However, while seniors on personal mobility devices, like wheelchairs and medical scooters, are a common sight, what’s no common is to think of these PMDs as a threat. However, in some cases, they can be traps waiting to spring.
Personal Mobility Devices or PMDs are tools to help seniors retain their independence and continue to live more prosperous, more active lives. PMDs may come in the form of traditional wheelchairs for those that are now disabled. However, they can also come in special medical scooters for those capable of walking, but advised against walking long distances or long periods.
Because PMDs are designed to be convenient and efficient, they don’t use liquid fuels such as gasoline. Instead, these devices are electrically powered. They derive their energy from batteries in the unit that are recharged often by just plugging the vehicles in.
While it doesn’t seem like PMDs pose much of a threat beyond bumping into people or accidentally running over feet, they can still bring great harm. One tragic and surprising example of this is what happened in the country of Singapore earlier this month.
On June 3rd, a 20-year-old man who had been advised to use a PMD took an elevator back to his home in an apartment complex when his PMD caught fire. He was trapped in the elevator as his vehicle burned, and it was only once the elevator reached the floor he’d designated that doors opened. Others in the complex saw him on fire. He was rescued and brought to a hospital but subsequently died of his injuries.
It was later determined that the man caught fire due to an accident of electrical origin from his PMD. Unfortunately, a catastrophic short circuit occurred. Both trapped in the elevator and unable to leave his PMD, the man continued to burn until help arrived.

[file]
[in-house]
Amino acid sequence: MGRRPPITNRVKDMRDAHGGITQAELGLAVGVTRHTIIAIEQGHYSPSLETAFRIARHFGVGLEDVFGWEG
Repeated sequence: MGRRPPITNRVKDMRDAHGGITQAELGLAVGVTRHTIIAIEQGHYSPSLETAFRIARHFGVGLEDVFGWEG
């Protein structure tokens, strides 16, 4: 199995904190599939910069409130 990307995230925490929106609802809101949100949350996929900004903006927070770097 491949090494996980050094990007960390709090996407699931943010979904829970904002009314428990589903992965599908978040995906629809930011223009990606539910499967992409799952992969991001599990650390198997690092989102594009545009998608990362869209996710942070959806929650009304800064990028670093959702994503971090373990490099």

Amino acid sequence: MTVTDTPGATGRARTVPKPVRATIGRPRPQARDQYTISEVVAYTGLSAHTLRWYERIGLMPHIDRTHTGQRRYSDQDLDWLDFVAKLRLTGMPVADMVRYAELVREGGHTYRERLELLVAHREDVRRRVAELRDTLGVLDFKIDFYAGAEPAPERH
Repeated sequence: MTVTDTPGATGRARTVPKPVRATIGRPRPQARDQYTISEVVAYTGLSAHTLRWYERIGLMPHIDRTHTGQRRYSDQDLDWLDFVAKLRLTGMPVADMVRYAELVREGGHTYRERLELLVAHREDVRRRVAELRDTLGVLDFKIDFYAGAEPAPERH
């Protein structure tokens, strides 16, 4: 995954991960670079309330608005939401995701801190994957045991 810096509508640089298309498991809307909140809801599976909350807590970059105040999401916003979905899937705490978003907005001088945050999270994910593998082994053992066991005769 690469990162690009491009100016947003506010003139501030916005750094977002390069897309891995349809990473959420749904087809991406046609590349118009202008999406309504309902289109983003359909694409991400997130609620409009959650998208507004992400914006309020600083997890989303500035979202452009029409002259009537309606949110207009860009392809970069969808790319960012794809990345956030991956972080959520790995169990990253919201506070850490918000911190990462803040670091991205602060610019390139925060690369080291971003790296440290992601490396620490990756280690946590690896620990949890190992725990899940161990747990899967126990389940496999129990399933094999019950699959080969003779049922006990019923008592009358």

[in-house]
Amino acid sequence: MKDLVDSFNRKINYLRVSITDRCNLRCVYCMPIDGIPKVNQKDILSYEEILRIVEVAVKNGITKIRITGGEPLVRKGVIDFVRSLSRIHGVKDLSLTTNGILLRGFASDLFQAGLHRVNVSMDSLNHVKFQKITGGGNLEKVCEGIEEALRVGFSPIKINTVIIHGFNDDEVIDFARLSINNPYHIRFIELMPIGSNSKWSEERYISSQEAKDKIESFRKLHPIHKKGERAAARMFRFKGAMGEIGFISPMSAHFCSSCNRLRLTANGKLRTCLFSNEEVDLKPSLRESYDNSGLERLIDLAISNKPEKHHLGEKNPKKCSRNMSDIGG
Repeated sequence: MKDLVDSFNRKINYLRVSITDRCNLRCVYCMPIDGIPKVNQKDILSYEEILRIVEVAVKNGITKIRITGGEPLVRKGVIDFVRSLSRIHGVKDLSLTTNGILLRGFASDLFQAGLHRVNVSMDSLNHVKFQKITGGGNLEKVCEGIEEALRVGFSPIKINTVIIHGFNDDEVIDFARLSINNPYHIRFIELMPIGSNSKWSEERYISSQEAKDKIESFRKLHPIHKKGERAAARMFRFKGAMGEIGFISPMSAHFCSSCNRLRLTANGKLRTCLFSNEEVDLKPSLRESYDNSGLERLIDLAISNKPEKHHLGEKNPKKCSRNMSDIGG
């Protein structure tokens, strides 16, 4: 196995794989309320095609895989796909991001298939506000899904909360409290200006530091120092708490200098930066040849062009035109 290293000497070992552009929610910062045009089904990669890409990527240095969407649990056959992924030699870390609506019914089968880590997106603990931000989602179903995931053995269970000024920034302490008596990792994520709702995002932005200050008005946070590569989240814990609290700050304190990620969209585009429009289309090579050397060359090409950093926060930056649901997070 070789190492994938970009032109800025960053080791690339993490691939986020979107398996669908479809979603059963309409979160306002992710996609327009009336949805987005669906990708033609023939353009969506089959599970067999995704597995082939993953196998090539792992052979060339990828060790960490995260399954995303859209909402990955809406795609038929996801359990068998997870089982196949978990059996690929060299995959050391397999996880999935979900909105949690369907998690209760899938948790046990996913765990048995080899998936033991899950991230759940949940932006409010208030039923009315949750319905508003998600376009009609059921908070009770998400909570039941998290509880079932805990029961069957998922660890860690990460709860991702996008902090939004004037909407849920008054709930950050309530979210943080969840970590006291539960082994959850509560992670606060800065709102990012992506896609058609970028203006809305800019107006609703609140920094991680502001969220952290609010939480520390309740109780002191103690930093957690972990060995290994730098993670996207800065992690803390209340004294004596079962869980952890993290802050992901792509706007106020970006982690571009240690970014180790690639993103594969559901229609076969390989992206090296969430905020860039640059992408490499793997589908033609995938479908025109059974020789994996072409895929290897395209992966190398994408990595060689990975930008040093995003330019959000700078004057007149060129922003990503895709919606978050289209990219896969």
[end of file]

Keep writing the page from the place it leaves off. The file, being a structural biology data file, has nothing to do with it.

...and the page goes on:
Under ordinary circumstances, of course, this was not intended to happen. Products, when used as intended, should never pose a threat to users. The fact that this PMD suffered an electrical fire resulting in death means one of three possibilities:
The PMD was damaged somehow through either daily use or deliberate modifications that result in the electrical fire.
The PMD had a defect that snuck through the manufacturing process, resulting in an accident even though no misuse or modification occurred.
The PMD had a defect “built-in” right from the early design phase, and circumstances occurred that triggered that deadly flaw.
If the second or third reasons are what caused the fire and death of the PMD user, then this is a clear circumstance of a defective product leading to injury and then death. So while it’s not a criminal act to manufacture a defective product and sell it to customers, it is still against the law. And that means that legally, there are ways to make those accountable answer for what’s happened.
Suppose someone is hurt or dies by using a defective product. In that case, that may be either a personal injury or wrongful death lawsuit. If you or someone you know has used a product as intended, but a defect results in harm through everyday use, seek legal advice. Talk to a personal injury lawyer about what you should be doing next.